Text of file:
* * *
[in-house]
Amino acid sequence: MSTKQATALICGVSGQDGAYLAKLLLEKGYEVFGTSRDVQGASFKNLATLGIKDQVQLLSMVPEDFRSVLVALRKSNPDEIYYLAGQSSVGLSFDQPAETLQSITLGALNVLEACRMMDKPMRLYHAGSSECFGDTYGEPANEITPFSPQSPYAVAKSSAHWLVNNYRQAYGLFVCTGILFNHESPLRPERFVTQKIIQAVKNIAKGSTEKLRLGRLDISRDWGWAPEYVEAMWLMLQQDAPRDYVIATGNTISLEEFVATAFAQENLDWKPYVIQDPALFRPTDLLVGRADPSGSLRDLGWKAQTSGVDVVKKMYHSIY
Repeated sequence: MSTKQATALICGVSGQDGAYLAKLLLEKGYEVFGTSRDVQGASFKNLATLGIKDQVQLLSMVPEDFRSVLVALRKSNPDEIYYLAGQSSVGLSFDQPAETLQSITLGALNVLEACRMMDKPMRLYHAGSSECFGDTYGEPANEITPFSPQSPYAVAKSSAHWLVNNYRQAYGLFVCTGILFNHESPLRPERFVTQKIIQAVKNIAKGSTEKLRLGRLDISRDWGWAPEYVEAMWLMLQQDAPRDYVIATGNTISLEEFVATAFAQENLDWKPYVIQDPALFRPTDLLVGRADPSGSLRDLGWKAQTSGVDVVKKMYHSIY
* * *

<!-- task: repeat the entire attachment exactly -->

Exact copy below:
[in-house]
Amino acid sequence: MSTKQATALICGVSGQDGAYLAKLLLEKGYEVFGTSRDVQGASFKNLATLGIKDQVQLLSMVPEDFRSVLVALRKSNPDEIYYLAGQSSVGLSFDQPAETLQSITLGALNVLEACRMMDKPMRLYHAGSSECFGDTYGEPANEITPFSPQSPYAVAKSSAHWLVNNYRQAYGLFVCTGILFNHESPLRPERFVTQKIIQAVKNIAKGSTEKLRLGRLDISRDWGWAPEYVEAMWLMLQQDAPRDYVIATGNTISLEEFVATAFAQENLDWKPYVIQDPALFRPTDLLVGRADPSGSLRDLGWKAQTSGVDVVKKMYHSIY
Repeated sequence: MSTKQATALICGVSGQDGAYLAKLLLEKGYEVFGTSRDVQGASFKNLATLGIKDQVQLLSMVPEDFRSVLVALRKSNPDEIYYLAGQSSVGLSFDQPAETLQSITLGALNVLEACRMMDKPMRLYHAGSSECFGDTYGEPANEITPFSPQSPYAVAKSSAHWLVNNYRQAYGLFVCTGILFNHESPLRPERFVTQKIIQAVKNIAKGSTEKLRLGRLDISRDWGWAPEYVEAMWLMLQQDAPRDYVIATGNTISLEEFVATAFAQENLDWKPYVIQDPALFRPTDLLVGRADPSGSLRDLGWKAQTSGVDVVKKMYHSIY